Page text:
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“The Tale of Sinuhe” in Ancient Egyptian Literature

The number of monarchies in the modern world has undoubtedly been greatly reduced compared to two or three centuries ago and the Middle Ages. Society has gone through many stages of development and the forms of government used have changed. In The Tale of Sinuhe, the author talks about the life path of a character who chose the monarchy as a whole, and not allegiance to an individual monarch.

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The Tale of Sinuhe begins with the death of Amenemhat I, king of ancient Egypt. Further, the story describes the life path of a character named Sinuhe, who becomes aware that a murder is being planned in order to prevent the ascension to the throne of Senusret I. Sinuhe returns with Senusret from a military campaign in Libya, but, fearing for his life due to palace intrigues, abandons Senusret I and flees from Egypt. In Retenu, he marries the daughter of the leader of the southern country. Later, Sinuhe becomes the successor of the leader and returns to Egypt at the invitation of Senusret with the denouement of intrigue, Senusret forgives Sinuhe and takes him to his service (Parkinson 42). Therefore, the character changes his location and inclination throughout The Tale of Sinuhe.

Sinuhe has had many adventures during The Tale of Sinuhe, but also a huge number of troubles and hardships, which tell the reader about his life. Throughout the story, he progresses in succession from early childhood to maturity and decline (Parkinson 23). Being a very skillful royal doctor, Sinuhe was close to the representatives of the monarchy. He had a chance to visit distant countries, was in various situations of choice, but most often he chose the monarchy as a whole, and not a specific representative.

The monarchy, along with the republic, is one of the two forms of government known to the theory of state and law. In a monarchical form of government, the head of state is the sole ruler – the monarch. The power of the monarch, as a rule, is for life and is transmitted in the order of succession to the throne. The central figure for the monarchical form of government is the monarch as the sole head of state, exercising power in his or her own right, and not in the order of delegation. The power of the monarch is for life and is inherited. Sinuhe lives under the reign of several monarchs.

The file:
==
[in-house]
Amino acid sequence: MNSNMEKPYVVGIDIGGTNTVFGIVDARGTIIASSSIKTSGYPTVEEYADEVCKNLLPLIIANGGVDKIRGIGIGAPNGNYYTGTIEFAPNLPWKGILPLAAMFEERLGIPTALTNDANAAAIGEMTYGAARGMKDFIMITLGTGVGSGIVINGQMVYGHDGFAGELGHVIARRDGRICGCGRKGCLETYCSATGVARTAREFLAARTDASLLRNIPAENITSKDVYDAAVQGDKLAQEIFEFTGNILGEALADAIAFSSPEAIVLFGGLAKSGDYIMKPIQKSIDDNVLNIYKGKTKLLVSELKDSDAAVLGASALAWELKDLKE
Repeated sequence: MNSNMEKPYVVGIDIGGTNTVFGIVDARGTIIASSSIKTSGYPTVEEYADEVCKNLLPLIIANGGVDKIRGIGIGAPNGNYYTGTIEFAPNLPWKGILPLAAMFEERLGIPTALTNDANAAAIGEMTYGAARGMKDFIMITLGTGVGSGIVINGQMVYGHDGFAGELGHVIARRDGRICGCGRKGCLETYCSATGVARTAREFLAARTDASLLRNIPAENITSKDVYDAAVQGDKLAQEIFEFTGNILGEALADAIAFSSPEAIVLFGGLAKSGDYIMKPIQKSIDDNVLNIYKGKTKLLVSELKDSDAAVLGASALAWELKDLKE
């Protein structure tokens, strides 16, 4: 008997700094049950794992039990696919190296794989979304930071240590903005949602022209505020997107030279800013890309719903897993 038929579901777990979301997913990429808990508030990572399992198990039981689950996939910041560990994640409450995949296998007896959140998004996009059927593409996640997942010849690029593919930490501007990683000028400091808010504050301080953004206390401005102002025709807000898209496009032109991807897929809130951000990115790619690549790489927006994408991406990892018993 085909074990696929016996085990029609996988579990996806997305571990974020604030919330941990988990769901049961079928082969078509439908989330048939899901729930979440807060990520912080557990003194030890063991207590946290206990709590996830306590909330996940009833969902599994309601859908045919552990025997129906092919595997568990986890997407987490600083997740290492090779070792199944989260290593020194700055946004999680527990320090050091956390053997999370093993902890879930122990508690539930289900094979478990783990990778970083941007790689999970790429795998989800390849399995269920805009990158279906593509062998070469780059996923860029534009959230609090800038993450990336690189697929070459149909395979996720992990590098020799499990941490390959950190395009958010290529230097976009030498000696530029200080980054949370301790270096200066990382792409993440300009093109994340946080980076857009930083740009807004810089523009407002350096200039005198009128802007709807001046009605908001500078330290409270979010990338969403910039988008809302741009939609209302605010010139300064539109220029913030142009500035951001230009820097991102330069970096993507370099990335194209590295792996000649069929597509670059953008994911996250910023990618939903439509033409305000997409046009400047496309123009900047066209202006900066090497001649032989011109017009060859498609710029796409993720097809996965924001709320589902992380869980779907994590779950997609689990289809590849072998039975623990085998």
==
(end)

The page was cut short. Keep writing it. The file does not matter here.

Moreover, the development of his life coincides with the reign of Akhenaten. The Akhenaten is a reformer who changed many aspects in the everyday life of Egypt. For an Egyptian reader who lived at the time the tale was published, such a representation could be strange and incomprehensible from the point of view of a betrayal of a traditional monarch. At the same time, the position conveyed in the Tale could find a response in the vision of the life of some residents of that time. Therefore, the tale presents somewhat new and innovative views on following the monarchy, but is applicable to its time and the existing structure of the government.

In conclusion, in The Tale of Sinuhe, the protagonist goes through many changes and difficulties in his own life. He travels a lot, lives with the ruling families, and goes through various trials. At the same time, the fact that Sinuhe lived under several rulers means that he follows the principle of the monarchy as a whole, but does not accept the policy of a single irreplaceable monarch.

Work Cited

Parkinson, Richard Bruce. “The Tale of Sinuhe and Other Ancient Egyptian Poems 1940-1640 Bc.”, Oxford University Press, 1998, pp. 1-53.

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StudyCorgi. (2023, January 3). “The Tale of Sinuhe” in Ancient Egyptian Literature. Retrieved from https://studycorgi.com/the-tale-of-sinuhe-in-ancient-egyptian-literature/

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StudyCorgi. "“The Tale of Sinuhe” in Ancient Egyptian Literature." January 3, 2023. https://studycorgi.com/the-tale-of-sinuhe-in-ancient-egyptian-literature/.

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StudyCorgi. 2023. "“The Tale of Sinuhe” in Ancient Egyptian Literature." January 3, 2023. https://studycorgi.com/the-tale-of-sinuhe-in-ancient-egyptian-literature/.

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StudyCorgi. (2023) '“The Tale of Sinuhe” in Ancient Egyptian Literature'. 3 January.

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